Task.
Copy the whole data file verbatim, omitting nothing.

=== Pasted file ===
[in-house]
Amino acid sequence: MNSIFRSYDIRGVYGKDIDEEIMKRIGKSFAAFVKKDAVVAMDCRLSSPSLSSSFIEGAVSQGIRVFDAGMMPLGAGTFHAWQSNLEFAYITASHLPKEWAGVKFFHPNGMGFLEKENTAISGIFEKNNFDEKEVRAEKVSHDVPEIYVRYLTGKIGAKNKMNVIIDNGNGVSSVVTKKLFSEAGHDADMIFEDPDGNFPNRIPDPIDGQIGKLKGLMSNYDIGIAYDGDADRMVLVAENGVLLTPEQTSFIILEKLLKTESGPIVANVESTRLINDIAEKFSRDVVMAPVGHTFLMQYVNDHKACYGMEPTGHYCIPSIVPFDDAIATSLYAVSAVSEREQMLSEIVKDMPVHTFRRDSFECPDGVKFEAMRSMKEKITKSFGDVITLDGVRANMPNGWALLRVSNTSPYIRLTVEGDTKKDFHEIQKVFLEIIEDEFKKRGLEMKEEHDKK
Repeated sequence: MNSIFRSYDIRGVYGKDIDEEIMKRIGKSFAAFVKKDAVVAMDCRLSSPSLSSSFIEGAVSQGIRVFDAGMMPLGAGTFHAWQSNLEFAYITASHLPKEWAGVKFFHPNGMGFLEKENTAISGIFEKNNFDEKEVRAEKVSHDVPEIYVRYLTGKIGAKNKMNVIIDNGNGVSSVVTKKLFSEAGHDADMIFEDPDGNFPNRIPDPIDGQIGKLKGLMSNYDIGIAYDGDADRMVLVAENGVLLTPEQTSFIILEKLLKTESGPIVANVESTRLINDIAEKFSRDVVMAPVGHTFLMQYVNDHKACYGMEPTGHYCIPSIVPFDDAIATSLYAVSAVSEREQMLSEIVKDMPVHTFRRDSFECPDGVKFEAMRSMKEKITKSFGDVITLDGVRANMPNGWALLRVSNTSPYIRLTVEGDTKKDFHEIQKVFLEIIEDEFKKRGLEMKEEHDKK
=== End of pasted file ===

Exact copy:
[in-house]
Amino acid sequence: MNSIFRSYDIRGVYGKDIDEEIMKRIGKSFAAFVKKDAVVAMDCRLSSPSLSSSFIEGAVSQGIRVFDAGMMPLGAGTFHAWQSNLEFAYITASHLPKEWAGVKFFHPNGMGFLEKENTAISGIFEKNNFDEKEVRAEKVSHDVPEIYVRYLTGKIGAKNKMNVIIDNGNGVSSVVTKKLFSEAGHDADMIFEDPDGNFPNRIPDPIDGQIGKLKGLMSNYDIGIAYDGDADRMVLVAENGVLLTPEQTSFIILEKLLKTESGPIVANVESTRLINDIAEKFSRDVVMAPVGHTFLMQYVNDHKACYGMEPTGHYCIPSIVPFDDAIATSLYAVSAVSEREQMLSEIVKDMPVHTFRRDSFECPDGVKFEAMRSMKEKITKSFGDVITLDGVRANMPNGWALLRVSNTSPYIRLTVEGDTKKDFHEIQKVFLEIIEDEFKKRGLEMKEEHDKK
Repeated sequence: MNSIFRSYDIRGVYGKDIDEEIMKRIGKSFAAFVKKDAVVAMDCRLSSPSLSSSFIEGAVSQGIRVFDAGMMPLGAGTFHAWQSNLEFAYITASHLPKEWAGVKFFHPNGMGFLEKENTAISGIFEKNNFDEKEVRAEKVSHDVPEIYVRYLTGKIGAKNKMNVIIDNGNGVSSVVTKKLFSEAGHDADMIFEDPDGNFPNRIPDPIDGQIGKLKGLMSNYDIGIAYDGDADRMVLVAENGVLLTPEQTSFIILEKLLKTESGPIVANVESTRLINDIAEKFSRDVVMAPVGHTFLMQYVNDHKACYGMEPTGHYCIPSIVPFDDAIATSLYAVSAVSEREQMLSEIVKDMPVHTFRRDSFECPDGVKFEAMRSMKEKITKSFGDVITLDGVRANMPNGWALLRVSNTSPYIRLTVEGDTKKDFHEIQKVFLEIIEDEFKKRGLEMKEEHDKK